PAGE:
In our final multivariate model, increased mortality was still associated with 30 day readmission (HR, 1.60; 95% CI, 1.1–2.5; p = 0.04). We adjusted that model for age, BTT versus DT status, diabetes, COPD, INTERMACS profile, type of cardiomyopathy, and albumin level. Among the 217 BTT patients, the cardiac transplant rate was similar between the 2 groups: 18.7 transplants per patient-year among those who were readmitted within 30 days versus 19.7 transplants per patient-year among who were not (p = 0.26).

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Discussion

Our results demonstrate that 30 day readmission after LVAD implantation is not only common but also a marker for increased mortality during mechanical support. Even after we adjusted for potential confounders, the association between 30 day readmission and increased mortality persisted. Risk factors for readmission included male gender, previous smoking, a higher baseline creatinine level, higher MELD-XI score, and postoperative GI bleeding or stroke. There was also a signal of HVAD patients having a lower risk of readmission however the sample size was very small. Thirty day readmission, however, was not associated with a lower cardiac transplant rate among BTT patients.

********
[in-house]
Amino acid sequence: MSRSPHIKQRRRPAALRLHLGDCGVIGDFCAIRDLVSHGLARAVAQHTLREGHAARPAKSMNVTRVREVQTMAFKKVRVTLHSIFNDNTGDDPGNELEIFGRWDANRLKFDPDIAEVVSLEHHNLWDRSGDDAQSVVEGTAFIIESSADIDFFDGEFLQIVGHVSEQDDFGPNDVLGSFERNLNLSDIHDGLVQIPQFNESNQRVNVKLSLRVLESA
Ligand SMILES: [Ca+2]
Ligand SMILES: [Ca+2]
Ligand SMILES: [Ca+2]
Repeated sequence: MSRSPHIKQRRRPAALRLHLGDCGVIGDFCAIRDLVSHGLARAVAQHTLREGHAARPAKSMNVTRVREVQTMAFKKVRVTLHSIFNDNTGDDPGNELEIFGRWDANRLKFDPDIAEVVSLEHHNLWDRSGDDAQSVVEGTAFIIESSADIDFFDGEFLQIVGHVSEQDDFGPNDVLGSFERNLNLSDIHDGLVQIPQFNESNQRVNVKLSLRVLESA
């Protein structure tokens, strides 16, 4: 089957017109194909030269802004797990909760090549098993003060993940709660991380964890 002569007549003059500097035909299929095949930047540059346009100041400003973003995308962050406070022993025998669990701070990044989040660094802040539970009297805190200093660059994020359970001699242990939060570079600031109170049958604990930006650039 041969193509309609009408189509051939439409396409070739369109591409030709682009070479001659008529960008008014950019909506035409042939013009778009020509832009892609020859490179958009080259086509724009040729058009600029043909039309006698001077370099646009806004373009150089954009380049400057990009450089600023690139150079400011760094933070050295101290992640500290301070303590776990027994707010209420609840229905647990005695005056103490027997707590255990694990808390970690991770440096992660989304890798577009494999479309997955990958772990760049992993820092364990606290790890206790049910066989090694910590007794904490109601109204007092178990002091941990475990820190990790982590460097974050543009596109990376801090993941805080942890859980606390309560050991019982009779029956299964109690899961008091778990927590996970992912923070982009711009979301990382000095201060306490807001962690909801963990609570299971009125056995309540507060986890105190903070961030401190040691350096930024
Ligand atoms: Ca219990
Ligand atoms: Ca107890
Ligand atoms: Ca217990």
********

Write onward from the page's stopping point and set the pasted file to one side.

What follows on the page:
Previous studies of readmission in the LVAD population have highlighted the causes and financial costs.2 , 13–16 Our study includes the largest number of continuous-flow LVAD patients to date in such a study; moreover, we focused on the impact of 30 day readmission on clinical outcomes after LVAD implantation. The only other study, to our knowledge, that focused on 30 day readmission9 demonstrated a readmission rate of 26.1%—a rate very similar to ours (27.4%). That study noted an interesting, but statistically nonsignificant, trend toward increased mortality among patients readmitted within 30 days. In contrast, we found a statistically significant association between 30 day readmission and increased mortality, possibly because our study had twice the number of patients.

In our study, an LDH rise or power surge was the reason for readmission in 18% of our readmitted patients. An LDH rise within 30 days has been well described as a marker for pump thrombosis; furthermore, evidence supports an association with increased morbidity and mortality.17 , 18 The data from the PREVENT (PREVENtion of HeartMate II Pump Thrombosis Through Clinical Management) trial19 are encouraging: the rate of 30 day hemolysis and pump thrombosis have decreased with improved pump positioning during surgery, with higher pump speeds, and with better anticoagulation strategies (including a higher international normalized ratio goal and bridging with heparin). There is also hope that, with the newer-generation pumps, the adverse impact of pump thrombosis on mortality will decrease as a result of better hemocompatibility.